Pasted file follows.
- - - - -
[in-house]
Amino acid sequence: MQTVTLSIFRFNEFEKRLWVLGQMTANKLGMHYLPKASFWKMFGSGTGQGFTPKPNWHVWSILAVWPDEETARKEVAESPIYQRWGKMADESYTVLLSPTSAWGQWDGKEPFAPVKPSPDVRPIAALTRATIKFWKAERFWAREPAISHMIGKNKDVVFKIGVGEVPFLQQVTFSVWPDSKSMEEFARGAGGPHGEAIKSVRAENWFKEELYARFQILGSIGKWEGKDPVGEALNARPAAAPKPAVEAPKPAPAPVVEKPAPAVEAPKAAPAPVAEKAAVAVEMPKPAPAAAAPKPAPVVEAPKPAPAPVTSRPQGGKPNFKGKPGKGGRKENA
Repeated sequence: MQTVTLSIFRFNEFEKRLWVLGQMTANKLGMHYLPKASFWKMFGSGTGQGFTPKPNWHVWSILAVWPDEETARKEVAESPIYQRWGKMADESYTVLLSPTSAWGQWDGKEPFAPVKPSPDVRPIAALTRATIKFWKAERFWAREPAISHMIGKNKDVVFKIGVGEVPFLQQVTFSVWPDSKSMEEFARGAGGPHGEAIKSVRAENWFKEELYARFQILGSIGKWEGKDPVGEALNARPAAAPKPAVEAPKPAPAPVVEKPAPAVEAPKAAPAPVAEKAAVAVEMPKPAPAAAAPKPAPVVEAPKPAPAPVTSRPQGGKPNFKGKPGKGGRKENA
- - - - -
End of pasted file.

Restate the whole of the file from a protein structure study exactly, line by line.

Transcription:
[in-house]
Amino acid sequence: MQTVTLSIFRFNEFEKRLWVLGQMTANKLGMHYLPKASFWKMFGSGTGQGFTPKPNWHVWSILAVWPDEETARKEVAESPIYQRWGKMADESYTVLLSPTSAWGQWDGKEPFAPVKPSPDVRPIAALTRATIKFWKAERFWAREPAISHMIGKNKDVVFKIGVGEVPFLQQVTFSVWPDSKSMEEFARGAGGPHGEAIKSVRAENWFKEELYARFQILGSIGKWEGKDPVGEALNARPAAAPKPAVEAPKPAPAPVVEKPAPAVEAPKAAPAPVAEKAAVAVEMPKPAPAAAAPKPAPVVEAPKPAPAPVTSRPQGGKPNFKGKPGKGGRKENA
Repeated sequence: MQTVTLSIFRFNEFEKRLWVLGQMTANKLGMHYLPKASFWKMFGSGTGQGFTPKPNWHVWSILAVWPDEETARKEVAESPIYQRWGKMADESYTVLLSPTSAWGQWDGKEPFAPVKPSPDVRPIAALTRATIKFWKAERFWAREPAISHMIGKNKDVVFKIGVGEVPFLQQVTFSVWPDSKSMEEFARGAGGPHGEAIKSVRAENWFKEELYARFQILGSIGKWEGKDPVGEALNARPAAAPKPAVEAPKPAPAPVVEKPAPAVEAPKAAPAPVAEKAAVAVEMPKPAPAAAAPKPAPVVEAPKPAPAPVTSRPQGGKPNFKGKPGKGGRKENA